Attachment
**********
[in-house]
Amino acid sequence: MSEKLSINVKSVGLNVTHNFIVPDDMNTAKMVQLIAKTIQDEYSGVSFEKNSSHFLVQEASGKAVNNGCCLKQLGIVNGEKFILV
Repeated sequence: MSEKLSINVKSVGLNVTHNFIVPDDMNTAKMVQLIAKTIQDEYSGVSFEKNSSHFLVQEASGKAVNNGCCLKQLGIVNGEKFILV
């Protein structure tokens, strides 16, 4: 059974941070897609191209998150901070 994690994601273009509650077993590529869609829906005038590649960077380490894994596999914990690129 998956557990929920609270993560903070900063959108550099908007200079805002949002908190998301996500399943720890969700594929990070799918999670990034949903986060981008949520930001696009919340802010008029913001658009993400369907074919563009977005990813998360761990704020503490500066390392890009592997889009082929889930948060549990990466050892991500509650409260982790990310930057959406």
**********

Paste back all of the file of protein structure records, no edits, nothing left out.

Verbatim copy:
[in-house]
Amino acid sequence: MSEKLSINVKSVGLNVTHNFIVPDDMNTAKMVQLIAKTIQDEYSGVSFEKNSSHFLVQEASGKAVNNGCCLKQLGIVNGEKFILV
Repeated sequence: MSEKLSINVKSVGLNVTHNFIVPDDMNTAKMVQLIAKTIQDEYSGVSFEKNSSHFLVQEASGKAVNNGCCLKQLGIVNGEKFILV
């Protein structure tokens, strides 16, 4: 059974941070897609191209998150901070 994690994601273009509650077993590529869609829906005038590649960077380490894994596999914990690129 998956557990929920609270993560903070900063959108550099908007200079805002949002908190998301996500399943720890969700594929990070799918999670990034949903986060981008949520930001696009919340802010008029913001658009993400369907074919563009977005990813998360761990704020503490500066390392890009592997889009082929889930948060549990990466050892991500509650409260982790990310930057959406």